Even though this move has not been assured that it would work, officials from the seven schools have been researching whether or not the grant of rights would dissolve if half of the member institutions left at the same time. Could this plan work? It’s tricky, given how iron-clad this contract is with the ACC. The simple fact is that if there were loopholes in the grant of rights deal, a number of schools would’ve already left.

But this hasn’t stopped numerous member institutions from continuing to present ideas. Also, the fact that we’ve gotten this far and attorneys have been racking up hours in Greensboro, should tell the public how serious these schools are.

Could all of this be a negotiating tactic for some schools, mainly FSU, Clemson and Miami to receive more money in an uneven revenue split? Absolutely. But there are problems with the plan for the other four schools. It’s not as if the SEC or Big Ten would come calling for North Carolina State or Virginia, as an example. So, simply leaving the conference would not work.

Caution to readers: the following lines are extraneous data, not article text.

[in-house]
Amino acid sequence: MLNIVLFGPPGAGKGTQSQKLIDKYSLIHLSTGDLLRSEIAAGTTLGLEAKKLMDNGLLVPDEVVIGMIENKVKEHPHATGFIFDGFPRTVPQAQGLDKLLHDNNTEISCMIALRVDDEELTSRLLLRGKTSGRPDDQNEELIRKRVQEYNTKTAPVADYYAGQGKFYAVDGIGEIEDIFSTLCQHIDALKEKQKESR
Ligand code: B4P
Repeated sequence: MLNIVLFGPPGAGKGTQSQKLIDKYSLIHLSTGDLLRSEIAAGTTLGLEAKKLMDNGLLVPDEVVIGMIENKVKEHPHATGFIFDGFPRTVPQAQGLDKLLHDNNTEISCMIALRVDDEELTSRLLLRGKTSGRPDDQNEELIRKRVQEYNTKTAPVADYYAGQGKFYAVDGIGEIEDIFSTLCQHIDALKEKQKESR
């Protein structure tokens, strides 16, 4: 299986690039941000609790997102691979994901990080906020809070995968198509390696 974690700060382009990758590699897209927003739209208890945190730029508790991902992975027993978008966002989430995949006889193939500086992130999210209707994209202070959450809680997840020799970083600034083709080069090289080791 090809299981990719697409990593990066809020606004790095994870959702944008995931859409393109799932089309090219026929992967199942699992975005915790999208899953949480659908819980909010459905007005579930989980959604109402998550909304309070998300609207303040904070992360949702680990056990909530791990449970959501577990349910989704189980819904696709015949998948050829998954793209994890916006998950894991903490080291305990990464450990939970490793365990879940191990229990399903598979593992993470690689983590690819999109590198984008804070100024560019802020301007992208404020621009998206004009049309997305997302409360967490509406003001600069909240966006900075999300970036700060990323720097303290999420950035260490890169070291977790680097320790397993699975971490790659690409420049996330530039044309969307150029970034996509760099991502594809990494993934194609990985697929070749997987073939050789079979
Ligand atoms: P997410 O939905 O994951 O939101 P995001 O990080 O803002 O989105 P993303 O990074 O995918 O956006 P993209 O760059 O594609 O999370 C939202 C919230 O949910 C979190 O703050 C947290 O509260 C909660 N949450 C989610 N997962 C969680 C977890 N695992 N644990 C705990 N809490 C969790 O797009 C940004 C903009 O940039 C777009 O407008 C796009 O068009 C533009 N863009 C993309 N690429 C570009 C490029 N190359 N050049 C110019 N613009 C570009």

Each school in the ACC receives just over $36 million per year from the ESPN deal, but Florida State and Clemson have made it known they want more. Even if it comes at the ramification of uneven revenue sharing, the Seminoles don’t care. Florida State is obviously one of the biggest draws of the conference, from a ratings standpoint. Clemson can say the same, while Miami tries to dig itself out of a hole and back into relevancy.

If Clemson or Florida State are ready to leave the conference, the school better start passing around the offering plate. The $120 million buyout fee that they would have to pay doesn’t include the loss of revenue from their future media deals, which they would owe the ACC for the next 13 years.

Also, each school will be making around $30 million less per year than what Vanderbilt will make in its new television agreement. Think about that one for a minute. Vanderbilt will be netting around $72 million per year, while Florida State is bringing home half of that.

Miami head football coach Mario Cristobal will be at ACC meetings this week
Head Coach Mario Cristobal of the Miami Hurricanes. (Photo by Mark Brown/Getty Images)

What’s Next For ACC Meetings This Week? Numbers, Strategy